Skip to comments.Giant Lines in Chinese Desert for Targeting
Posted on 11/19/2011 2:37:42 PM PST by neverdem
A former China-desk Army intelligence analyst and co-author of a new book about Chinese-American relations, told HUMAN EVENTS November 15 that the strange giant white lines drawn in western China's Gobi Desert were most likely practice targets for Chinese space weapons.
Usually when we think of space weaponry, we are talking about horizontal targeting by satellites firing on other satellitesto take your eyes out, said William C. Triplett II, who with Brett M. Decker, wrote Bowing to Beijing: How Barack Obama is Hastening America's Decline and Ushering A Century of Chinese Domination.
The former analyst said at first he was skeptical.
I have been waiting to hear that the images were Photoshopped, he said. After two days, he came to seriously consider what the lines were with other members of his community of China watchers. It is all we are talking about.
There are three images in question. Two are white lines drawn on the desert floor without regard for the topography. One of the two has lines inside a rectangle and the other has lines loose without a box border. The third is a series of concentric circles.
The image without the box could be an airbase with runways on the left side, he said. It could not be a city or town because unlike the boxed image, the boulevards are not long enough and are not laid out in a practical way.
After ruling out the new cities, Triplett said there are three factors that lead him to think that are tied to the Chinese space weaponry program.
First, the images are close to the Chinese government's military space headquarters, which has long-been centered in the western desert, he said.
Second, the Chinese are developing powerful space-based weapons that have the ability to fire on earth and they have always tested their weapon systems away from populations, both for safety and security reasons, he said.
The third reason is that the lines are consistent with the practice of large modeling, he said.
Modeling is very popular in Asia, he said. There is a famous photo of a Japanese mock-up of Pearl Harbor with men walking around it with rubber boots.
The Chinese are famous for their three-dimensional models, too, he said. In Wuhan, the Chinese built a life-size American aircraft carrier.
The Chinese love using models and to see models from space, they have to be very large, he said.
Of the three images found on Google maps, Triplett said the one with concentric circles with easily discernible trucks and aircraft was the easiest to identify. It is an atomic bomb test site.
It is not uncommon to leave equipment at test sites, he said. The American military did the same thing after its desert tests.
Triplett said early in his career in the late 1960s, he became familiar with test sites in China.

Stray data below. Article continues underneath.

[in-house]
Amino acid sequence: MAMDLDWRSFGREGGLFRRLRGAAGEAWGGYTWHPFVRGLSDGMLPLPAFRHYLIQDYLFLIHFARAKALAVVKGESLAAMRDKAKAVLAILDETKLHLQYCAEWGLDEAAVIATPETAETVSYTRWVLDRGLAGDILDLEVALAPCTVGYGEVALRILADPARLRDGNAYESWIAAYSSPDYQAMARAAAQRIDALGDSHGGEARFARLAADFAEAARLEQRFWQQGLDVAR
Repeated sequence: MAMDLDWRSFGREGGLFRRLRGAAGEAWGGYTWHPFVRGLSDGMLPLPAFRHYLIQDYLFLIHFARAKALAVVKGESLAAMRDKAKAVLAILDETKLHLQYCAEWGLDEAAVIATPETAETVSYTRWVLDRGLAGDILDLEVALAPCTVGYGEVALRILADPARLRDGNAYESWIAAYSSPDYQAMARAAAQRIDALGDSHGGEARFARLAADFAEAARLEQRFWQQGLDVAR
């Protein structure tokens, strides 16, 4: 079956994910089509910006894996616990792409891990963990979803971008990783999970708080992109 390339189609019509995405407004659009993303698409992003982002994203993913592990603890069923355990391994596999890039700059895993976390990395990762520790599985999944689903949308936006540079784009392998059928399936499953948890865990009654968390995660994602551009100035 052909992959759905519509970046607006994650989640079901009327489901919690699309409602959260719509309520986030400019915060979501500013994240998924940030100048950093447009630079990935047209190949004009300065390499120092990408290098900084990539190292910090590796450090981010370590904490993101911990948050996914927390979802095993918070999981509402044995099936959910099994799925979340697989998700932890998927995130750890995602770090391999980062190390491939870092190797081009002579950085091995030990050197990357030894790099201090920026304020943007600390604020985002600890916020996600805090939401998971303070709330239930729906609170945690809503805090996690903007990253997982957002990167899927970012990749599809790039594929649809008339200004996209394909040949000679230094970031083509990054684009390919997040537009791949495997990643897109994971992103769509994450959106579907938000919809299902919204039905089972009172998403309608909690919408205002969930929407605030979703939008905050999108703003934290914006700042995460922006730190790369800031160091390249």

I was the youngest guy in the office, so while everyone else was watching the Cultural Revolution, I was told to keep my eye on the Western desert, he said. It was during this time, as an Army analyst on loan to another federal agency that Triplett was the first American to report that the Chinese had conducted the only known test of a missile with an armed nuclear warhead.
Many people thought it was irresponsible, they never did it again, he said. Back in those days, we were mostly worried that the Chinese would get into Vietnam, like they did Korea.
Images courtesy of Google Maps.
Genghis Khan had many than 20,000 in his armies. In one battle he had 200,000 men.
Still far short of 200 million but I guess the creator of the universe knows more than I do.
They had 700+ nukes in 1984. I estimate 1500+ now.
Quite true. However, the armies that made it as far as Central Europe were much smaller in size, breaking up into groups as small as the 20,000 I mentioned, or even smaller, but recombining as needed to fight major battles.
There is a persistent myth that the Mongols had huge armies, which is why their name for their armies, horde, came to mean a huge number.
In actual fact the Mongols were almost always considerably outnumbered by their opponents, though it probably didn’t seem that way to the opponents! The Mongols won by speed and maneuver instead of brute force, concentrating their forces quickly to achieve superiority at a critical point rather than across the board. The Mongols practiced a horse-powered version of blitzkrieg many centuries before WWII.
Yep, mobility and ruthlessness are an effective combination. War ponies with stirruped saddles, great mounted archers, and fairly effective lightweight body armor made them almost unstoppable by the enemies in their path.
Thanks for the links.
There is a fictional recreation of Genghis wars. Its based on what they know about the battles but of course makes assumptions on the first person of the people themselves. They have a strong basis on historical fact and I thought very well written.
In the one battle where he used prisoners as a shield there were tens of thousands killed. The bodies formed a continuous trail for over 34 miles.
>> “Why would an army of 200,000,000 march to Israel when nuclear bombs could wipe out Israel in a flash ?” <<
Israel having an effective anti-missile shield?
Or a thousand other possible events between now and then.
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